Because of the similarity among the four cases, they have been consolidated. They will be heard together in a two and a half hour hearing on 2015-APR-28. It is likely that the combined case will be named Obergefell v. Hodges, which is the name of the Ohio case. Jim Obergefell is one of the plaintiffs in the case. Richard Hodges directs the Ohio Health Department which is responsible for registering marriages in that state.
We expect that "Obergefell" will go down in history as of equal importance to Loving v. Virginia which was the previous lawsuit that redefined marriage in the U.S. That was decided by the high court in 1967 -- almost a half century ago. It legalized marriages by interracial couples across the country.
The U.S. Supreme Court asked the plaintiffs and defendants to submit briefs on two specific questions:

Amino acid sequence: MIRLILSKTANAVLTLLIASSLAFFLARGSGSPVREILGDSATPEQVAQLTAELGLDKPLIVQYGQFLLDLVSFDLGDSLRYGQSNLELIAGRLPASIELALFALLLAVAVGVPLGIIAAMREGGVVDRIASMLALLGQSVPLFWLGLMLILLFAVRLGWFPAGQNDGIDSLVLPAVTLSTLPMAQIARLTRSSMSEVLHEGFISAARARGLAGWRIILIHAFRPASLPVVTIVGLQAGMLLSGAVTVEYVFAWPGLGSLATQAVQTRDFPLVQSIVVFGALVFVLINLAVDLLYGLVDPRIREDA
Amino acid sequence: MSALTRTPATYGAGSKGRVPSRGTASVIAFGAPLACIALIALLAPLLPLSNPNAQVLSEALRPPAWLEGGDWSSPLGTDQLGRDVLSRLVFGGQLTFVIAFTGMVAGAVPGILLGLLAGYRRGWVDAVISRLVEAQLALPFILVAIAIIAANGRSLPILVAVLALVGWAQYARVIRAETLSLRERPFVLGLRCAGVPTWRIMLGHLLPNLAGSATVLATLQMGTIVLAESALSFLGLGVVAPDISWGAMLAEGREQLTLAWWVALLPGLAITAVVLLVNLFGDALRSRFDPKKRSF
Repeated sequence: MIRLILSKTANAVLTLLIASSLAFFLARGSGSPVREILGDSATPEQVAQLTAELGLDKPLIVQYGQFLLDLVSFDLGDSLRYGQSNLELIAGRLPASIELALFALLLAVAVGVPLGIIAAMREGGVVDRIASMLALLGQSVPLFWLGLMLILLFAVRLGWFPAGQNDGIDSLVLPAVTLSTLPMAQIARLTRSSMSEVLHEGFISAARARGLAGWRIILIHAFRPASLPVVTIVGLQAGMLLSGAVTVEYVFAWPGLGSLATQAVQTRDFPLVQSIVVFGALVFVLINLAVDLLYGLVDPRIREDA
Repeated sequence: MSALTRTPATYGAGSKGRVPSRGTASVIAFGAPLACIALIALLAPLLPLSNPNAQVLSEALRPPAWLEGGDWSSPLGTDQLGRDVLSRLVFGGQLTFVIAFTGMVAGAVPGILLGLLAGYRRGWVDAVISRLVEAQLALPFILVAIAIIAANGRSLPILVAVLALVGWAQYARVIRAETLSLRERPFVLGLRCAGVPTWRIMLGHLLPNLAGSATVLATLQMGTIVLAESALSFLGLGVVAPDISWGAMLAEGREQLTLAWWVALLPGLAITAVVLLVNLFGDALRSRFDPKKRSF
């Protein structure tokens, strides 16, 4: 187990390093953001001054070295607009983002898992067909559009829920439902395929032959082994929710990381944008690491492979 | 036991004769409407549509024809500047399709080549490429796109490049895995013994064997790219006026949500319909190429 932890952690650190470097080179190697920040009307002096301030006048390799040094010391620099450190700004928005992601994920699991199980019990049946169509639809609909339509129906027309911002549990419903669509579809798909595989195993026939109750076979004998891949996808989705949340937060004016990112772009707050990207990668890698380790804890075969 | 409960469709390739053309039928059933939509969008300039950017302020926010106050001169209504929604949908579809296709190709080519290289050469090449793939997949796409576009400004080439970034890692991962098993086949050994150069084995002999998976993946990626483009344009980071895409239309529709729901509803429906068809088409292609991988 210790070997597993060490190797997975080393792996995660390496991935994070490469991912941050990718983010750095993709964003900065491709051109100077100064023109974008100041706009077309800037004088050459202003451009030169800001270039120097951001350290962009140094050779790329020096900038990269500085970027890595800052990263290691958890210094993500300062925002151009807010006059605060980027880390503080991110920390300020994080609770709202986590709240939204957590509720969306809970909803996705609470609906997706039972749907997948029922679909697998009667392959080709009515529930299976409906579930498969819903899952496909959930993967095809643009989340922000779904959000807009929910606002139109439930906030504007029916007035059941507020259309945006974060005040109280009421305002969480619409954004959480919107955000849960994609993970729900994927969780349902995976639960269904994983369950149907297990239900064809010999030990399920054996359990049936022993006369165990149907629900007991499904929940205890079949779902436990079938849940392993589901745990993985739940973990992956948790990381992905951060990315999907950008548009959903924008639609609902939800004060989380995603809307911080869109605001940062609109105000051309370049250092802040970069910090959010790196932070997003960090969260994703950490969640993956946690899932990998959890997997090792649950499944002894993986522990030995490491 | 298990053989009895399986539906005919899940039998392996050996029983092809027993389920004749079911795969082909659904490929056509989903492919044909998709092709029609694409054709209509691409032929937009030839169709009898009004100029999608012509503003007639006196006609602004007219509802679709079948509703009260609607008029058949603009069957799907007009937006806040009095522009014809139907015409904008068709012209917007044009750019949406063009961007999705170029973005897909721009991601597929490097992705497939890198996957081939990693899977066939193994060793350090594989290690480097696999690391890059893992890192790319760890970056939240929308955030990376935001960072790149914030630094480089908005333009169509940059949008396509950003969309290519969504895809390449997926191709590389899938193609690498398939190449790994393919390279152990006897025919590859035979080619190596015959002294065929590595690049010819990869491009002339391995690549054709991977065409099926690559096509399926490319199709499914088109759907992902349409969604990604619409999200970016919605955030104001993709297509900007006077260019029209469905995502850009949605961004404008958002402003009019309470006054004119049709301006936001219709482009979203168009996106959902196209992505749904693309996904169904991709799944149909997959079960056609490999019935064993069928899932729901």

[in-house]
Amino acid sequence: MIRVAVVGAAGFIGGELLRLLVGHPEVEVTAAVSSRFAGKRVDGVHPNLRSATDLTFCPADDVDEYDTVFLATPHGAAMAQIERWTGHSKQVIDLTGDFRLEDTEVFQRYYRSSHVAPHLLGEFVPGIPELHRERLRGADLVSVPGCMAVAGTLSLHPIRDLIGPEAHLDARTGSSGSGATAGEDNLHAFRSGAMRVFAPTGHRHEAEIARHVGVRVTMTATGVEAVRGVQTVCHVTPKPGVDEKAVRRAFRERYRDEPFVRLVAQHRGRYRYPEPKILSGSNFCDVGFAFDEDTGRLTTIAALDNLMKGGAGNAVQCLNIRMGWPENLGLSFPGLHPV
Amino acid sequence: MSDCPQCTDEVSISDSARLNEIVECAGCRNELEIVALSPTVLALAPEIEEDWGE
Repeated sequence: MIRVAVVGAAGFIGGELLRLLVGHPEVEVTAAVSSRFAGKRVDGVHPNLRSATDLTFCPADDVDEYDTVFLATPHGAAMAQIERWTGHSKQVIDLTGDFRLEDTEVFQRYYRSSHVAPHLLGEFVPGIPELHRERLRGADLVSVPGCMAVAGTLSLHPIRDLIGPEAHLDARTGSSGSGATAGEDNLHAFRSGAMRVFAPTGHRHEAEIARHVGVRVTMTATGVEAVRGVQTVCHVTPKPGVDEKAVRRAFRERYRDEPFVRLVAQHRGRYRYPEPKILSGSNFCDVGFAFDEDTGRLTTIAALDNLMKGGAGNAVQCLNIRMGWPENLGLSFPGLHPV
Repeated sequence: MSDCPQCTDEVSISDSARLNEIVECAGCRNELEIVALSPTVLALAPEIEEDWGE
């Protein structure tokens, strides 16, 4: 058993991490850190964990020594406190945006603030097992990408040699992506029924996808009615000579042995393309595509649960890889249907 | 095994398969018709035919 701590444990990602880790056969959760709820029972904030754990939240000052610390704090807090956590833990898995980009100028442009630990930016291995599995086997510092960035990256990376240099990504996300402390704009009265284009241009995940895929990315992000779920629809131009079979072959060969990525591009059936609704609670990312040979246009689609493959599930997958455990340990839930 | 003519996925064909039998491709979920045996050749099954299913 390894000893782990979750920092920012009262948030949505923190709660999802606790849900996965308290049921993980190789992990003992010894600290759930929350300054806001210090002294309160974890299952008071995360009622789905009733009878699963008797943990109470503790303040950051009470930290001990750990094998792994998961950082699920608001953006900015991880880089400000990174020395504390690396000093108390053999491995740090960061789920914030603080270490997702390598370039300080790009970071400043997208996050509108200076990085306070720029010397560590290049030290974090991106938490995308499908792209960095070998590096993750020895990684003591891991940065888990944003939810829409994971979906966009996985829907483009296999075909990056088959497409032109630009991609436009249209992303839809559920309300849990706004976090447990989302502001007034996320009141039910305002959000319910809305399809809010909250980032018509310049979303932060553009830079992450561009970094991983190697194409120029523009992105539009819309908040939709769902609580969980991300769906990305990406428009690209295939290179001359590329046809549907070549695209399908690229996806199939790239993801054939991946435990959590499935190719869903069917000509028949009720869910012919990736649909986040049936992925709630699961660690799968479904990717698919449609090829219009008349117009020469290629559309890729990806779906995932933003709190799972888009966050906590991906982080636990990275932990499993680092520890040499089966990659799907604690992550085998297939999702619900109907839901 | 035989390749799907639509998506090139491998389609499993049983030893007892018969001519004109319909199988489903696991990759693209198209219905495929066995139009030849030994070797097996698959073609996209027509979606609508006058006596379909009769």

"Does the Fourteenth Amendment [to the U.S. Constitution] require a state to license a¬ marriage between two people of the same sex?"
"Does the¬ Fourteenth Amendment require a state to recognize a marriage¬ between two people of the same sex when their marriage was¬ lawfully licensed and performed out-of-state?"
Some commentators have speculated that the Court may be leaning towards not requiring states to marry same-sex couples, but would require them to recognize same-sex couples legally married out-of-state. The end result, as far as same-sex couples are concerned, would be similar. However, they would experience the minor inconvenience of having to leave the state where they live in order to be married. Their marriage would automatically be a "destination wedding." The state that allows such couples to marry would then benefit from the tourist dollars generated, while the state where the couple resides would not.